It was 2011 and I was over a decade into pastoring a really great Baptist church in Alabama, the heart of the Bible Belt. I had traveled around the world engaging in “missions,” but at this point, the sum total of thought that I had given to immigration issues basically boiled down to, “I am all for immigrants coming to America legally, but if they come illegally, they should return home, and failing that, be detained and then be deported.” I could strongly defend my position by throwing out something about the “rule of law,” and move on. It was a settled issue, and I thought my position was rock solid.
Then, the Alabama state legislature passed the anti-immigration bill, HB56. Initially, I thought it was a good law. But then the protestors came.
I live and ministered in Montgomery, the birthplace of the Civil Rights Movement, the Montgomery Bus Boycott, where Dr. King preached and where Rosa Parks refused to give up her bus seat, where the Freedom Riders were beaten by an angry mob, and where the Selma to Montgomery March culminated. Our city still tells those stories, and you cannot pastor here without understanding that context, especially if you want to reach all people. So, when the protestors of HB56 came to Montgomery, I wanted to hear what they had to say, even though I did not understand or sympathize with their issue. Historically, it just seemed interesting.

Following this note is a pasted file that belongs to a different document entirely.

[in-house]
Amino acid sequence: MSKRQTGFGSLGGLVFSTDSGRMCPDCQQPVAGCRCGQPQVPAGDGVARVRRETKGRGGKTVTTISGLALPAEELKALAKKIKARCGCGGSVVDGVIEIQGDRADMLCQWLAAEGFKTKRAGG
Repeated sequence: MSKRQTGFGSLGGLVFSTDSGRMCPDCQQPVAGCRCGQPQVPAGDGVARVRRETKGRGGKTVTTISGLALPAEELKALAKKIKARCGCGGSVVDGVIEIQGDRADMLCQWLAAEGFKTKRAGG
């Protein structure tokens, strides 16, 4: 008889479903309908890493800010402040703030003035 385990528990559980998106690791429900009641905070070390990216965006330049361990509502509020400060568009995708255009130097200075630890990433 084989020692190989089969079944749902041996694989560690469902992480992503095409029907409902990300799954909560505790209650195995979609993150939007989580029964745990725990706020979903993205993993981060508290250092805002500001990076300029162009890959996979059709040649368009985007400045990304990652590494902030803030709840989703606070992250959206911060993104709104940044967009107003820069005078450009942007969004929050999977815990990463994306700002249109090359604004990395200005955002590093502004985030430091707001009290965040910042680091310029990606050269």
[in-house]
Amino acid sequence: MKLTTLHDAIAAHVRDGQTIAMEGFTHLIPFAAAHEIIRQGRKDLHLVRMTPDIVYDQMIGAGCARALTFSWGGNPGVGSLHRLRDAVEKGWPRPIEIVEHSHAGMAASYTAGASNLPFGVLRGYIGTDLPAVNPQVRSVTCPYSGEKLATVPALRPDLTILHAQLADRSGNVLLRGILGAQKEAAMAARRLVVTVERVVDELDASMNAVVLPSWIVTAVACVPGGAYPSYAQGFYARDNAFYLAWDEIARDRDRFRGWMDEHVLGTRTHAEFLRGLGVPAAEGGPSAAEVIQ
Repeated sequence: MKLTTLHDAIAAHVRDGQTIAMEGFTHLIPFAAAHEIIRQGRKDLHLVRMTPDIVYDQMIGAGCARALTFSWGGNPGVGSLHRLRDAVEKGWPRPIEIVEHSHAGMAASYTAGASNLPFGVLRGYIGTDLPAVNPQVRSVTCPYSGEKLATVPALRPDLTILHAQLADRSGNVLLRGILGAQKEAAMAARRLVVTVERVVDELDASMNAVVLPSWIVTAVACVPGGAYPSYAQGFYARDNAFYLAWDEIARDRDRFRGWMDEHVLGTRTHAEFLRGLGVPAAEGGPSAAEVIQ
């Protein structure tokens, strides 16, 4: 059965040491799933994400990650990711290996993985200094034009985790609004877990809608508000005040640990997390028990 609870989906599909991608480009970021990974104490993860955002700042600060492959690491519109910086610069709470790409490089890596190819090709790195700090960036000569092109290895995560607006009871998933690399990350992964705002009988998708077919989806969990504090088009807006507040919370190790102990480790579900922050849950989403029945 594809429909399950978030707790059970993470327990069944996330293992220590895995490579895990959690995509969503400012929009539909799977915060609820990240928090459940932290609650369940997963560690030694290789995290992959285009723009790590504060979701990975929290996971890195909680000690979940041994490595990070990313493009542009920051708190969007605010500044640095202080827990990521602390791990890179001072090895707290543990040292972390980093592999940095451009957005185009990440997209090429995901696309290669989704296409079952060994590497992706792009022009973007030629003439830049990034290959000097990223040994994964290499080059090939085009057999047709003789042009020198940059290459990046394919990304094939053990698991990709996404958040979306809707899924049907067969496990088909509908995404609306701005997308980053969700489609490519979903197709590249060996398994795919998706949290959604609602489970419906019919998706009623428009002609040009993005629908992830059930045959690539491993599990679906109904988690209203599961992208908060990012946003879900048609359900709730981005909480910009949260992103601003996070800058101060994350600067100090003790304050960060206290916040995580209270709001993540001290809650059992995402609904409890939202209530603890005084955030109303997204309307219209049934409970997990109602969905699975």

But I listened to the protestors. I heard their appeal. I saw children and families and pastors and leaders. I learned about what was happening to immigrants in our state, why they came to America and the conditions that they were facing. I learned that even if they were brought here as children and had no home to which they could return, there was no avenue for them to apply for legal status. I did not know that.
I learned that millions were basically in a legal limbo, with no country to call home. I began to see how this law trampled on religious liberty issues by effectively criminalizing ministry to people in need if those people were undocumented immigrants. I was bothered that evening. These speakers stood on the same capitol steps where Dr. King once spoke. I was bothered so much that I had began studying the immigration issue for myself.